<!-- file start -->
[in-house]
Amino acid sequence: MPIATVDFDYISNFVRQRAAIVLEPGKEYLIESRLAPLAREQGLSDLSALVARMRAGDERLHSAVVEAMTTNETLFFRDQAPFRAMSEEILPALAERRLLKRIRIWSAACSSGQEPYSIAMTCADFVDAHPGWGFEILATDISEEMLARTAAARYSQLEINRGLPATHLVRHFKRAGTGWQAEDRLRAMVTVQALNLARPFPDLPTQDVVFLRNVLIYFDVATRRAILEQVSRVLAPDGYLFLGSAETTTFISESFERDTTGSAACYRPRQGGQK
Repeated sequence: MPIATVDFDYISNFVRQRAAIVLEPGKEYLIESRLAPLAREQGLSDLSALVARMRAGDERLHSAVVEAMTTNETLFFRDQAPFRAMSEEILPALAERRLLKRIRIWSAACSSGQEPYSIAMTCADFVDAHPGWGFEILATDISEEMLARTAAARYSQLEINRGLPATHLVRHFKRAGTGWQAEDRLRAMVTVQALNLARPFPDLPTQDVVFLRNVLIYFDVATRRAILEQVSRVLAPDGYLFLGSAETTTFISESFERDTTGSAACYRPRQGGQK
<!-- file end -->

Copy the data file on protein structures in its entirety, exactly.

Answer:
[in-house]
Amino acid sequence: MPIATVDFDYISNFVRQRAAIVLEPGKEYLIESRLAPLAREQGLSDLSALVARMRAGDERLHSAVVEAMTTNETLFFRDQAPFRAMSEEILPALAERRLLKRIRIWSAACSSGQEPYSIAMTCADFVDAHPGWGFEILATDISEEMLARTAAARYSQLEINRGLPATHLVRHFKRAGTGWQAEDRLRAMVTVQALNLARPFPDLPTQDVVFLRNVLIYFDVATRRAILEQVSRVLAPDGYLFLGSAETTTFISESFERDTTGSAACYRPRQGGQK
Repeated sequence: MPIATVDFDYISNFVRQRAAIVLEPGKEYLIESRLAPLAREQGLSDLSALVARMRAGDERLHSAVVEAMTTNETLFFRDQAPFRAMSEEILPALAERRLLKRIRIWSAACSSGQEPYSIAMTCADFVDAHPGWGFEILATDISEEMLARTAAARYSQLEINRGLPATHLVRHFKRAGTGWQAEDRLRAMVTVQALNLARPFPDLPTQDVVFLRNVLIYFDVATRRAILEQVSRVLAPDGYLFLGSAETTTFISESFERDTTGSAACYRPRQGGQK